Analysis: Democratic surge in suburbs forecasts a potentially rough 2018 for GOP

Cathleen Decker, Los Angeles Times on

Published in Political News

Still, the results cheered Democrats as they contemplate next year's races. Those contests matter not only because they give Democrats an opening to take over the House, but also because most of the nation's governorships will be on the ballot. The winners in most states will have a strong say in redistricting efforts after the next census, giving them power over the once-a-decade line-drawing that in some states has protected the Republican majority in Congress.

Republicans went into Tuesday's election understanding that Trump has utterly remade their party. What became clear in the carnage that followed was that he also has remade the Democratic Party.

Candidates stung by Trump's election -- many of them women and minorities new to elective politics -- swarmed into races that the party had not contested before, and voters shared their sentiments: In both Virginia and New Jersey, the percentage of voters who said in exit polls that their ballots were motivated by a desire to oppose Trump was twice as large as the share who said they were voting to support him.

The size of the Democratic victory, unexpected even by most party strategists, extended beyond the two governor's races.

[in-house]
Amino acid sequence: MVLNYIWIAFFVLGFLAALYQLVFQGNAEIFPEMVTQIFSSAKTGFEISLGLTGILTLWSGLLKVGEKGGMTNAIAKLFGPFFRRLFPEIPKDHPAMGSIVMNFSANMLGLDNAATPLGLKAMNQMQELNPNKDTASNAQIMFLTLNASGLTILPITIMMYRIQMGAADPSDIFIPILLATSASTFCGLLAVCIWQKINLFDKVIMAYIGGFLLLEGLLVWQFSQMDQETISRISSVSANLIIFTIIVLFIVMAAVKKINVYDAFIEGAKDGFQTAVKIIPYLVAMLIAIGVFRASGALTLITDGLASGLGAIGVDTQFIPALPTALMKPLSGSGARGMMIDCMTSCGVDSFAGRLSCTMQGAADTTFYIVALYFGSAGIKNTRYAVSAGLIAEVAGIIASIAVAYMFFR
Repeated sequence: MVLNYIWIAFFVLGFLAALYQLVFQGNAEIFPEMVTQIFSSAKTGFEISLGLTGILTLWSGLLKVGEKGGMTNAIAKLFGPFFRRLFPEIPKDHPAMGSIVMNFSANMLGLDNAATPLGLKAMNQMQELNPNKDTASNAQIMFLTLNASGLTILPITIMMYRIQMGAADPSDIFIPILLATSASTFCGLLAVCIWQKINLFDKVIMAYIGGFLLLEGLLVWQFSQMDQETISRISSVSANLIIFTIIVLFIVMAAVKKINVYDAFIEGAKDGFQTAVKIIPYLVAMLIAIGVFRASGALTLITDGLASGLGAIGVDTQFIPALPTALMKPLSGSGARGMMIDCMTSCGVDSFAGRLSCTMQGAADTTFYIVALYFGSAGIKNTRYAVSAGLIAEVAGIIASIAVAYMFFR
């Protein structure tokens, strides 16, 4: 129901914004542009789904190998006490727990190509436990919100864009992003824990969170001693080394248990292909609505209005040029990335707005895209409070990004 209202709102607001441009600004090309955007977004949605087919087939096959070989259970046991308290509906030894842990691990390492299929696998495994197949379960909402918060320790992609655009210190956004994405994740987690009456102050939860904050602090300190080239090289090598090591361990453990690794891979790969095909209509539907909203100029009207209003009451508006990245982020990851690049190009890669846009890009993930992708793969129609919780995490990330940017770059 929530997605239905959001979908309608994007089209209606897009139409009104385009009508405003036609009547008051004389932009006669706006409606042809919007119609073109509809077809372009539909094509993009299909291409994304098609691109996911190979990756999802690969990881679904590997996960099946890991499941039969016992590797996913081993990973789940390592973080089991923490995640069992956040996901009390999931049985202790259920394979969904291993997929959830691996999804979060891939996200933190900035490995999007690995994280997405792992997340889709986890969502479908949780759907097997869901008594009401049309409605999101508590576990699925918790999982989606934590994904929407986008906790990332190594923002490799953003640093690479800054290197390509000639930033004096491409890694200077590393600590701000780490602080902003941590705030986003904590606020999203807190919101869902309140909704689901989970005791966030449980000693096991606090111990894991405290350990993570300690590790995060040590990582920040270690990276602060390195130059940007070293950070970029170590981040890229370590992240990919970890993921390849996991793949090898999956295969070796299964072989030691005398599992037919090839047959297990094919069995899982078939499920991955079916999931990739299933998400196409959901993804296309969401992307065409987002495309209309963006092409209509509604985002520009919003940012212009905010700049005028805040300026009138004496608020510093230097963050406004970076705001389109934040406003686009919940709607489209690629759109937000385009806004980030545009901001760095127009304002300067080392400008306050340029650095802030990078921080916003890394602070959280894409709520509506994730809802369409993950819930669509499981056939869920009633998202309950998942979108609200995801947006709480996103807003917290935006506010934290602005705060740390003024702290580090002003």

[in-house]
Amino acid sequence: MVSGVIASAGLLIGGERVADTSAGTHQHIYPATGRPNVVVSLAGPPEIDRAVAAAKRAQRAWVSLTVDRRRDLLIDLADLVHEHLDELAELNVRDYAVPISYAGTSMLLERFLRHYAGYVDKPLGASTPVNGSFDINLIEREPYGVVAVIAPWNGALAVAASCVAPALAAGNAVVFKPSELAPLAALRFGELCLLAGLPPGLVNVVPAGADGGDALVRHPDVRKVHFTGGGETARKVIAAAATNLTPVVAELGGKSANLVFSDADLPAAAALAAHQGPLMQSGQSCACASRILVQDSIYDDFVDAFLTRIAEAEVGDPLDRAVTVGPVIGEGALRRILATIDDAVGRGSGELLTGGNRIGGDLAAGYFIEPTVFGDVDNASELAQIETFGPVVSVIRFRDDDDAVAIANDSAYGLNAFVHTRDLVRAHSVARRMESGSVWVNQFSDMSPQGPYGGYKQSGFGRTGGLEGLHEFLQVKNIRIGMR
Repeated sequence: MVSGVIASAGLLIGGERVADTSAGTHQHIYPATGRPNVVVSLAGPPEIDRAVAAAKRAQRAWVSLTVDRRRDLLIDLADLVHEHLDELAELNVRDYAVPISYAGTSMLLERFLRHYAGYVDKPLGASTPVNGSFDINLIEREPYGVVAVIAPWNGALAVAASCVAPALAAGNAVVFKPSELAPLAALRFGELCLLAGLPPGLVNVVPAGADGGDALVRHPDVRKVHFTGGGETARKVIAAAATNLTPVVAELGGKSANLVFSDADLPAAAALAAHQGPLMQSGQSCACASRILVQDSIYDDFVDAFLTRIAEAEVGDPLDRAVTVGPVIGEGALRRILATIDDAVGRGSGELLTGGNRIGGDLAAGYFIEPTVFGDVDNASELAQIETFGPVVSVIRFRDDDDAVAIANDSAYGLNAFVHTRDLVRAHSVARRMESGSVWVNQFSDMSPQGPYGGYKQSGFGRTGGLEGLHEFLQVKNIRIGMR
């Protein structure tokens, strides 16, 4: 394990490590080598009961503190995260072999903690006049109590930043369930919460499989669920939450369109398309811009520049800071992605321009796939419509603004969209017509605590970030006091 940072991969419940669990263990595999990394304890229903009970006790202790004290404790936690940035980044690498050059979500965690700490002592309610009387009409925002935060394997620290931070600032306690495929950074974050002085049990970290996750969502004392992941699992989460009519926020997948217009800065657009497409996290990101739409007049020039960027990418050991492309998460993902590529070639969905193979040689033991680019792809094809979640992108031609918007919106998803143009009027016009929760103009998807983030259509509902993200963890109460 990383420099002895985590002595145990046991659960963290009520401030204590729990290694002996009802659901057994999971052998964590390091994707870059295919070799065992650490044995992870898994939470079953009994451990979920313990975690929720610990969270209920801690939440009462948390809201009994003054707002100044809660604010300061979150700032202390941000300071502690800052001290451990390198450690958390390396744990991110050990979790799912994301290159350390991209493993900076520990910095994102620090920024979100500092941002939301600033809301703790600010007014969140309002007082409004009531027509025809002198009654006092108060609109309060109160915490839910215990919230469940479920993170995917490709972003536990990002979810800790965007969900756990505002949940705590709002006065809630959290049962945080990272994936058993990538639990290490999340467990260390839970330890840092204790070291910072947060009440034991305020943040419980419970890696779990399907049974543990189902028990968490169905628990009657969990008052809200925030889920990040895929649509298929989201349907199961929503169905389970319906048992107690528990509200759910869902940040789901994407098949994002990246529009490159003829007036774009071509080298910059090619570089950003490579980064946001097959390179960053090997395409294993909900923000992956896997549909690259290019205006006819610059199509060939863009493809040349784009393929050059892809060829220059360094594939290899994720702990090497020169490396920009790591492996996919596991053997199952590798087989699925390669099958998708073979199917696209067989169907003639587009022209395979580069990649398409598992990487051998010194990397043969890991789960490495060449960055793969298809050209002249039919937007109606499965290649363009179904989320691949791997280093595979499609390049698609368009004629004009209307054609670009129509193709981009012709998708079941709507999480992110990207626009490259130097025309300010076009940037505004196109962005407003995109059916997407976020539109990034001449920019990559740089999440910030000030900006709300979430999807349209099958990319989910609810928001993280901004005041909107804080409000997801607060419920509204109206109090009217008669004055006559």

In Virginia, Democrats won all three statewide positions and, pending recounts of several legislative races, could potentially take over the lower house of the state Legislature which Republicans controlled 66-34. In suburbs outside New York City and Philadelphia, Democrats won local races that in some cases have belonged to Republicans for decades.

Elsewhere, Democrat Vi Lyles will be the first African-American woman to serve as mayor of Charlotte, N.C., and Democratic women also won mayor's races in Seattle and Manchester, N.H.

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The irony in Tuesday's results: Trump has spent his administration trying to undo whatever his predecessor President Barack Obama did. Yet one year after his shocking presidential victory, he finds himself in Obama's position in off-year elections: unable to pull his party's candidates over the finish line due to the rabid opposition he inspires.

Yet if Tuesday's results show a template for future Democratic success, the party's divisions remain -- and could complicate their 2018 races.

Virginia represented something of a best-case situation for Democrats. The more liberal candidate who lost to Northam in the primary, former Rep. Tom Perriello, endorsed his opponent immediately and campaigned continuously for him.

On the national level, tensions from last year's primaries between Clinton and Sen. Bernie Sanders have still not completely healed. That was evident in the reaction to the accusations last week by former Democratic National Committee chief Donna Brazile that the Clinton campaign had unfairly controlled the party apparatus during those contests.


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